Atypical parkinsonism syndromes are a heterogeneous group of neurodegenerative disorders that include corticobasal degeneration (CBD), Lewy body dementia (LBD), multiple system atrophy (MSA), and progressive supranuclear palsy (PSP). The APOE ε4 allele is a well-established risk factor for Alzheimer's disease; however, the role of APOE in atypical parkinsonism syndromes remains controversial. To examine the associations of APOE ε4 and ε2 alleles with risk of developing these syndromes, a total of 991 pathologically-confirmed atypical parkinsonism cases were genotyped using the Illumina NeuroChip array. We also performed genotyping and logistic regression analyses to examine APOE frequency and associated risk in patients with Alzheimer's disease (n = 571) and Parkinson's disease (n = 348). APOE genotypes were compared to those from neurologically healthy controls (n = 591). We demonstrate that APOE ε4 and ε2 carriers have a significantly increased and decreased risk, respectively, of developing Alzheimer's disease (ε4: OR: 4.13, 95% CI: 3.23–5.26, p = 3.67 × 10 −30 ; ε2: OR: 0.21, 95% CI: 0.13–0.34; p = 5.39 × 10 −10 ) and LBD (ε4: OR: 2.94, 95% CI: 2.34–3.71, p = 6.60 × 10 −20 ; ε2: OR = OR: 0.39, 95% CI: 0.26–0.59; p = 6.88 × 10 −6 ). No significant associations with risk for CBD, MSA, or PSP were observed. We also show that APOE ε4 decreases survival in a dose-dependent manner in Alzheimer's disease and LBD. Taken together, this study does not provide evidence to implicate a role of APOE in the neuropathogenesis of CBD, MSA, or PSP. However, we confirm association of the APOE ε4 allele with increased risk for LBD, and importantly demonstrate that APOE ε2 reduces risk of this disease.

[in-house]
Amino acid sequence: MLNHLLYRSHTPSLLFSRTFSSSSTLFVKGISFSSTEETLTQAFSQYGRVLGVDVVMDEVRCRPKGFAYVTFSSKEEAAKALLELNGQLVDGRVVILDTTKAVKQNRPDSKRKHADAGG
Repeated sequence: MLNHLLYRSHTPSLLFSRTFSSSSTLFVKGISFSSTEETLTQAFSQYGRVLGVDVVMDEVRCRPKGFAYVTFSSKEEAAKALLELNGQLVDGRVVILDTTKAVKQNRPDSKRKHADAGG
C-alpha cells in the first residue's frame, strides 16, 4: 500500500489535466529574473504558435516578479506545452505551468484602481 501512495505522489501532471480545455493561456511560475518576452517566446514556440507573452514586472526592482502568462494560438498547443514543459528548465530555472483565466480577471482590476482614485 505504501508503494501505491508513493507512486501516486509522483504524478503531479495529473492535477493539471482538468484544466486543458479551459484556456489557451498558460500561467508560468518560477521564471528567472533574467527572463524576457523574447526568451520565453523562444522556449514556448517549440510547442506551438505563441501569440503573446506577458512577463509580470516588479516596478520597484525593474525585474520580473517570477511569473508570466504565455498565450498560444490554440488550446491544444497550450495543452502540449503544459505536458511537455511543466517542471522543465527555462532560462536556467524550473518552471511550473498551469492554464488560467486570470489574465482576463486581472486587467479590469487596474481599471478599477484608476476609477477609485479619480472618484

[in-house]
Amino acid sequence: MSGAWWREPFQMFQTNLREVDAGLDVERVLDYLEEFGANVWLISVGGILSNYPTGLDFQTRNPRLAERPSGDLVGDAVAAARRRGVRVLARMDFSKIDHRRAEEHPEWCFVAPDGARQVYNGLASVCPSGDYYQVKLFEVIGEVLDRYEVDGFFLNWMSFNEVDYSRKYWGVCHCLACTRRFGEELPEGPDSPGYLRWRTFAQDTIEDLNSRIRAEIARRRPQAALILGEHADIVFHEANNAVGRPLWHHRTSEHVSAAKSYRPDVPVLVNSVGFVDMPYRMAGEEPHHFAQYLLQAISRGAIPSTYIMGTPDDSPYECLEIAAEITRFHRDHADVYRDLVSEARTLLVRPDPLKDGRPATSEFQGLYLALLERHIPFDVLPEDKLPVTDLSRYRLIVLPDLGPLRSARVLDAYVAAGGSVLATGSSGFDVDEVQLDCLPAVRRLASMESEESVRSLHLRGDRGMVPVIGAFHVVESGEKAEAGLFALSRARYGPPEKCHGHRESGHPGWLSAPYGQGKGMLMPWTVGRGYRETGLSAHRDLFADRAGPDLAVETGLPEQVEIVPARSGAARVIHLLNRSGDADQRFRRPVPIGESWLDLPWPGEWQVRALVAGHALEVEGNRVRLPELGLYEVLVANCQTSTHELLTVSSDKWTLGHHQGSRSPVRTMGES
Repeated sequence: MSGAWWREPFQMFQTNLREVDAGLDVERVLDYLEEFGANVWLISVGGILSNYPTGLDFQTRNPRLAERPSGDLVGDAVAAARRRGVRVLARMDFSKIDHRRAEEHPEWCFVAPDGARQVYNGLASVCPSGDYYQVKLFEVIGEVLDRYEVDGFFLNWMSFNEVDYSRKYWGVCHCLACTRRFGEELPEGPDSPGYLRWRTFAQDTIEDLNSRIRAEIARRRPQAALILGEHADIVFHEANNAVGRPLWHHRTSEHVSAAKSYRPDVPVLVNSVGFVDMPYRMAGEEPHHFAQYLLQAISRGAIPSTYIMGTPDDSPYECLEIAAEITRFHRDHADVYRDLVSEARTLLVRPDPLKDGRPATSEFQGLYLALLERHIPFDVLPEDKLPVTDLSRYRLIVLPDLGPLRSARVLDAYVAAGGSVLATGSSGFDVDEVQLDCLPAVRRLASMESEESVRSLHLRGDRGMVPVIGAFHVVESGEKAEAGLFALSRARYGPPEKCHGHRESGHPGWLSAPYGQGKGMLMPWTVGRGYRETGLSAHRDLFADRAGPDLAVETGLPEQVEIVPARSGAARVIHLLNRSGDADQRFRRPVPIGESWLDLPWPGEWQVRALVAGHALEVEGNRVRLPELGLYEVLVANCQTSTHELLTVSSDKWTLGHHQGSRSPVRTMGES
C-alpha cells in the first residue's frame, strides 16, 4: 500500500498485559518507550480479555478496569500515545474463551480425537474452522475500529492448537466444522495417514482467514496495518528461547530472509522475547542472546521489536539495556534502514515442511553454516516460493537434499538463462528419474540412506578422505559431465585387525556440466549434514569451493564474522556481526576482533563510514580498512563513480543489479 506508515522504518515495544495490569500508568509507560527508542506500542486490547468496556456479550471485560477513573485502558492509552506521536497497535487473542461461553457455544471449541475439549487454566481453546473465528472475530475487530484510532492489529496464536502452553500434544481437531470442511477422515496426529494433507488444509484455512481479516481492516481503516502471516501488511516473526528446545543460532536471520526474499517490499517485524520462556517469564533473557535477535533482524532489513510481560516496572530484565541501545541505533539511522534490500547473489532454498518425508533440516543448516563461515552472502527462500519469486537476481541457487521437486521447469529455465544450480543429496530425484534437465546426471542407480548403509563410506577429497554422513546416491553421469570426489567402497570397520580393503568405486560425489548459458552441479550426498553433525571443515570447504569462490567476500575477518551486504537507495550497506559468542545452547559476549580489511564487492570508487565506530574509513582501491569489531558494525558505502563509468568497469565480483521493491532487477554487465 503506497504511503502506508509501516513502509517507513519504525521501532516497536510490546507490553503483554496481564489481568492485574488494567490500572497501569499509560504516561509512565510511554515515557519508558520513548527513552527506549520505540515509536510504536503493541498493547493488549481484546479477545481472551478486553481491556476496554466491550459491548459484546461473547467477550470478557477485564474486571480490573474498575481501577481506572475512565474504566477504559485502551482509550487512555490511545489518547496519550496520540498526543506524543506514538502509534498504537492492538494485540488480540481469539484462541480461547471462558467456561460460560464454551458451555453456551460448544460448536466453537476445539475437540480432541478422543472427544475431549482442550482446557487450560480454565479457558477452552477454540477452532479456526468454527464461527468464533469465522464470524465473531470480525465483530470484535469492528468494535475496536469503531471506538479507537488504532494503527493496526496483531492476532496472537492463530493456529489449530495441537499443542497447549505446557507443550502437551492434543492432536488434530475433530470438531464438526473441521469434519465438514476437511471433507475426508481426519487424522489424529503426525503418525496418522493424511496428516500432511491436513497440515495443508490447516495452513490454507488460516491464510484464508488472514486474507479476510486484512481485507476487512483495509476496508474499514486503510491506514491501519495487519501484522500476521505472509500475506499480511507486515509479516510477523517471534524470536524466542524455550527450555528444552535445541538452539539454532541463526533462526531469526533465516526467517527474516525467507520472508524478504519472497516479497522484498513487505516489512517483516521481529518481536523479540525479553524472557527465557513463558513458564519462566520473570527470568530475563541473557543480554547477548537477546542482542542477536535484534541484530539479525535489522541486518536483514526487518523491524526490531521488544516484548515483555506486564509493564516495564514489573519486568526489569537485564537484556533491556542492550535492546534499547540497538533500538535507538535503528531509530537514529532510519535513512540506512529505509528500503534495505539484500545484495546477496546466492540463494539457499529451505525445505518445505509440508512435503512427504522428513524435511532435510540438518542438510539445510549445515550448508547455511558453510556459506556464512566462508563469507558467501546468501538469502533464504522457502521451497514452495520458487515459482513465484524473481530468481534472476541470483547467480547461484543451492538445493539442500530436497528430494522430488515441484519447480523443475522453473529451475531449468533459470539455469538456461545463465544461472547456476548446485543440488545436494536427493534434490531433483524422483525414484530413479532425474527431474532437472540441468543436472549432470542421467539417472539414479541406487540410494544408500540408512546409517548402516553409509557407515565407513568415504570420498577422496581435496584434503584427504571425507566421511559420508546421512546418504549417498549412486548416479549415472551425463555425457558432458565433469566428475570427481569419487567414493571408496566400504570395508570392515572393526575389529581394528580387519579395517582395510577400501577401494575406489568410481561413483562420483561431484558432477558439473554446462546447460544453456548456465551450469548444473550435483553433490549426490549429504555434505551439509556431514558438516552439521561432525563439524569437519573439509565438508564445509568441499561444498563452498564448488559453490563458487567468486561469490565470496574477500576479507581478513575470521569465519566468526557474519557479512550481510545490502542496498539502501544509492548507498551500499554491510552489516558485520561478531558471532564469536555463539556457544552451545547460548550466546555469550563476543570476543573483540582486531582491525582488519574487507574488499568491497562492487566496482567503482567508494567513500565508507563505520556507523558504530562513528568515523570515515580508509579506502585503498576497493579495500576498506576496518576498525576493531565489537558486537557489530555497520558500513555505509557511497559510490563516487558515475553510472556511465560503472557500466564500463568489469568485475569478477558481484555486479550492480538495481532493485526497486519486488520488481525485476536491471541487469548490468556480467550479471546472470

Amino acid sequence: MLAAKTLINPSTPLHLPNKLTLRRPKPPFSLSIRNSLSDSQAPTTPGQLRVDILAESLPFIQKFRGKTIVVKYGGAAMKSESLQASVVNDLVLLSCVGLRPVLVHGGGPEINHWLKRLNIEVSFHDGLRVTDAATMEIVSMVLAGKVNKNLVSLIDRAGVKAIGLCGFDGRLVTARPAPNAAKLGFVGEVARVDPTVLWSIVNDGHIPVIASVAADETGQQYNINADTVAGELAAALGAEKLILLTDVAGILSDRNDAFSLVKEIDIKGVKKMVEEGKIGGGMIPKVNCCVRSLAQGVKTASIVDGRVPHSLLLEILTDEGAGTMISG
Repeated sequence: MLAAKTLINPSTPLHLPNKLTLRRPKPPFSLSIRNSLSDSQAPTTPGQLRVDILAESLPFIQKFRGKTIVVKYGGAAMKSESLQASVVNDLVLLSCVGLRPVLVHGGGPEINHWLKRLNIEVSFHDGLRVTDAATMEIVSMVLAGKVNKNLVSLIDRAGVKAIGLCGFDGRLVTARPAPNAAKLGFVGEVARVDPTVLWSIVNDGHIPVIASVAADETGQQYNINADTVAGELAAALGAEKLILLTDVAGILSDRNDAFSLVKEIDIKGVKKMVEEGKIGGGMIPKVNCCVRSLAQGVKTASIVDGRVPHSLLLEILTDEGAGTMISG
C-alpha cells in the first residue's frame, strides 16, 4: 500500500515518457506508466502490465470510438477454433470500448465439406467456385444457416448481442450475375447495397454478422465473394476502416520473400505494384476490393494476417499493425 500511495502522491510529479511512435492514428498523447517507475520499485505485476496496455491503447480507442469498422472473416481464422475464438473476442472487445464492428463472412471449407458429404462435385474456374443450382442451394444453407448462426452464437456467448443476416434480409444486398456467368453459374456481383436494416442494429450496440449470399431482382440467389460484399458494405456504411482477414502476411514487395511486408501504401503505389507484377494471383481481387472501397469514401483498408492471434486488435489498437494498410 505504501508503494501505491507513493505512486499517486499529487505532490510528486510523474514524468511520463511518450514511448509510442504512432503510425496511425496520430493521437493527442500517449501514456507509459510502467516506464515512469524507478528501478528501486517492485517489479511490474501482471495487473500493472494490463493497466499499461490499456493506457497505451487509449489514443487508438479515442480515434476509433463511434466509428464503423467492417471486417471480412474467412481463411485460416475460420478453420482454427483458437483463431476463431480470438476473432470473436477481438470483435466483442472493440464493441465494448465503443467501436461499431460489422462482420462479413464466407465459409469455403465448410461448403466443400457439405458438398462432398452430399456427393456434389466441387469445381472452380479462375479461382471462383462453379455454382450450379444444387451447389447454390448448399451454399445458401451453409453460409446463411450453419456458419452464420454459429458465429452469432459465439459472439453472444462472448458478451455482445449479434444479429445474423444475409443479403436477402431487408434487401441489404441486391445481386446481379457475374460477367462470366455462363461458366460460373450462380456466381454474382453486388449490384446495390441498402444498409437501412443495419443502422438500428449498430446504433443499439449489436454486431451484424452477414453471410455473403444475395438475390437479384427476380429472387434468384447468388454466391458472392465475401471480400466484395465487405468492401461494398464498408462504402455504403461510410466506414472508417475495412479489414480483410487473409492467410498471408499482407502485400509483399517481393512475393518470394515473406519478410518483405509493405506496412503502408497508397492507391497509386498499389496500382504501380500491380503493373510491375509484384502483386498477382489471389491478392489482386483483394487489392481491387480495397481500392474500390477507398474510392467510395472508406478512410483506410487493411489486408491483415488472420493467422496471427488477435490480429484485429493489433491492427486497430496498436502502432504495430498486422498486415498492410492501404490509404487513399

- Atypical parkinsonism
- Lewy body dementia
- Multiple system atrophy
- Progressive supranuclear palsy
ASJC Scopus subject areas